The AmazonBasics Flash is one of those flashes that works as well on analog cameras as digital. What’s weird is that Amazon pretty much promotes it as a digital flash. I guess they know where the big bucks are, so no mystery there. But despite it being a Manual flash, plus the S1 and S2 slave modes, at $27.99, even I think it’s the bomb. Leave it to Amazon to clone a $70 Yongnuo manual flash for all us cheap skates out here. Of course, if you need TTL, you’re best sticking to you Nikon, Canon or other dedicated brand flashes. But if your camera is a non-TTL model anyway, this is one of the cheapest tickets in town. But it amazes me that this is almost a secret in the analog community. And if you get a cheapo Cactus or similar radio trigger, you can set it up off camera like a strobe. Or with a PC sync cord.
S1 and S2 Modes
The AmazonBasics Flash S1 and S2 modes are really optical slave modes. I personally find those modes unreliable, (on all brands), but they can be used in a pinch. An S1 flash fires at the same time as the master flash, and S2 takes into account a pre-flash. Something us analog shooters rarely have to worry about. Unless you’re shooting a more modern i-TTL flash for like a Nikon F6 or whatever is the Canon, (e-TTL), or other brand equivalent.
The specs are modest, but more than most people would need. Certainly a lot more than your Contax T2 or Yashica T4 flash. The Guide Number is 33 meters, (about 100 ft.), and that’s at 100 ISO. I assume with a 50mm lens on 35mm camera, but I can’t find those specs anywhere. The amazing thing is it does have a PC sync connection! Bravo, Amazon. I’ve seen a few reviews call the S2 mode a wireless sensor. It is not. It’s optical. It just disregards pre-flash. Again, that mostly pertains to digital cameras. Let me make this simple. If your camera only has one, (or none), connections in the hotshoe,…don’t worry about it.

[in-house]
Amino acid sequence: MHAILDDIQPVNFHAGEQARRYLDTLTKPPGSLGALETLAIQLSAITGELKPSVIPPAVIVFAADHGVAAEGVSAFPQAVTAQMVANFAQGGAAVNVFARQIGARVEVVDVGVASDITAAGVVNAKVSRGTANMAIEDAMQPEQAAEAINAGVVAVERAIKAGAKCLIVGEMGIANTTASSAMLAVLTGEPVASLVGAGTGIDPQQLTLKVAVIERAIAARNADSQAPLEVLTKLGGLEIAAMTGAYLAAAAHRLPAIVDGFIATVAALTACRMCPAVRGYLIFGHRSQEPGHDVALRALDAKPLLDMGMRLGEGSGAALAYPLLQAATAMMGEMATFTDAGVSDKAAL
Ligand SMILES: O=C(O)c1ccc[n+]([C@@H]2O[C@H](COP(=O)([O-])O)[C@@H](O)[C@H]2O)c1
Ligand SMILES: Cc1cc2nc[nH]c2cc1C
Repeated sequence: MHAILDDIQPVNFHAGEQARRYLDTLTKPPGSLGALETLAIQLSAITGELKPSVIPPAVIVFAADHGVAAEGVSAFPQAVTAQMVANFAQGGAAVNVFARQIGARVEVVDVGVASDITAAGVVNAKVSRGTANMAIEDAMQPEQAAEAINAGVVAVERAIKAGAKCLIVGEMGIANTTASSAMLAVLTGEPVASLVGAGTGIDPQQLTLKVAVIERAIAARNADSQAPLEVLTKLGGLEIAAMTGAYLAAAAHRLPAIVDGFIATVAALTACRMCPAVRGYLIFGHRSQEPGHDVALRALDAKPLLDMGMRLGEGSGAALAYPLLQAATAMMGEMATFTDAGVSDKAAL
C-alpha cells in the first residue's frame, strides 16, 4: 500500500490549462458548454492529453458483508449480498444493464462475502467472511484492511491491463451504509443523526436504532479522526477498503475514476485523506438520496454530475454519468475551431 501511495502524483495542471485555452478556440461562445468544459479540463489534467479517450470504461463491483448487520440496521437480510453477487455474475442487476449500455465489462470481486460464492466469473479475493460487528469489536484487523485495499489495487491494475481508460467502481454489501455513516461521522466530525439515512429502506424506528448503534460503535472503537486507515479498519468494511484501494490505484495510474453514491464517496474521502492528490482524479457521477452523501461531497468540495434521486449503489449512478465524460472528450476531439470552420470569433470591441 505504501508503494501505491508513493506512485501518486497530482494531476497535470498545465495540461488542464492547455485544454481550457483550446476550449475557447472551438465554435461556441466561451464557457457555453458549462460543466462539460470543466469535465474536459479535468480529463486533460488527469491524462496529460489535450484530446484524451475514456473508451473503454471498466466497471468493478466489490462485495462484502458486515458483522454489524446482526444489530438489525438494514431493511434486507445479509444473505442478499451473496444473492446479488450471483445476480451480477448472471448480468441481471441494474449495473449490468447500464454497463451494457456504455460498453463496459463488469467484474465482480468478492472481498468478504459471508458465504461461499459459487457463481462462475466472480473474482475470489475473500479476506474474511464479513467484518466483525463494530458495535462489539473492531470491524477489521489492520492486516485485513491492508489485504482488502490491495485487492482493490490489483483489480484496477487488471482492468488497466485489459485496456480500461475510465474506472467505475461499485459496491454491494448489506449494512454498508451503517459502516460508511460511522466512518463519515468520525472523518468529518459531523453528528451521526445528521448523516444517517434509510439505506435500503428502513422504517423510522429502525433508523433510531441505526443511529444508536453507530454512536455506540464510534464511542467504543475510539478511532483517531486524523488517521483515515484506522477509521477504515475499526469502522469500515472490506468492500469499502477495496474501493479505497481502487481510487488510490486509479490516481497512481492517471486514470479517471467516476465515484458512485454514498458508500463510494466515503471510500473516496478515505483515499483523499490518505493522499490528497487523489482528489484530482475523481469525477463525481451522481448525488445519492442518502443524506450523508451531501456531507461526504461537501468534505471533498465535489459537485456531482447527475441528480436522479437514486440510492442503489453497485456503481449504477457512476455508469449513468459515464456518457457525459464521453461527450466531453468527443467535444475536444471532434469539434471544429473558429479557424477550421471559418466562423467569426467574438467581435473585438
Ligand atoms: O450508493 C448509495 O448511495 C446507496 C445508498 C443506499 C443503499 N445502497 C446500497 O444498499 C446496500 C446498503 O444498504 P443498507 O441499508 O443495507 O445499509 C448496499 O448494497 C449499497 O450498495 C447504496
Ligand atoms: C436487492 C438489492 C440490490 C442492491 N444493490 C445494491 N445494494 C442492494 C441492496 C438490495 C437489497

Down to 1/128!
Manual is adjustable; 1/128, 1/64, 1/32, 1/16, 1/8, 1/4, 1/2, and 1/1. You just have to press the + or – buttons to adjust. The flash can be tilted from 0 to 90 degrees and can rotate up to 270 degrees, so bouncing is no problem. A power indicator light on the back of the flash is red when the flash is fully charged and ready to fire, and green while it’s still charging up. It uses 4 AA batteries, which is pretty standard for a flash of this size. Trust me,….Terry Richardson used a similar flash, (probably Vivitar), on a Nikon film camera before he went digital. If you need AF assist, you got it. At only 311g weight, it’s quite light. While build quality is no Nikon or Canon, treat it well and it should be no problem. As you can see, it has a metal foot. A great plus.
AmazonBasics Flash – Re-branded Godox?
This seems to be a ‘Love/Hate’ product among reviewers. If you’re comfortable with manual flash, or your camera only uses manual flash, or you’re using this as an “adjunct” off camera light source,…this is a great flash, pretty well built, and will do the job. If you need TTL or a Thyristor flash,…this flash is not for you. Looking at the design comparison and specs, the AmazonBasics Flash appears to be a re-branded Godox TT560 flash which costs $65. Just sayin’. A Nikon 910, and the Canon version, are about $450. Are they better flashes? Hell, yeah! But at $28 vs. $450? Well, that’s a question only you can answer. As a substitute for a tiny Alien Bees setup, I doubt you could go wrong. And Amazon has a pretty liberal return policy. Find AmazonBasics Electronic Flash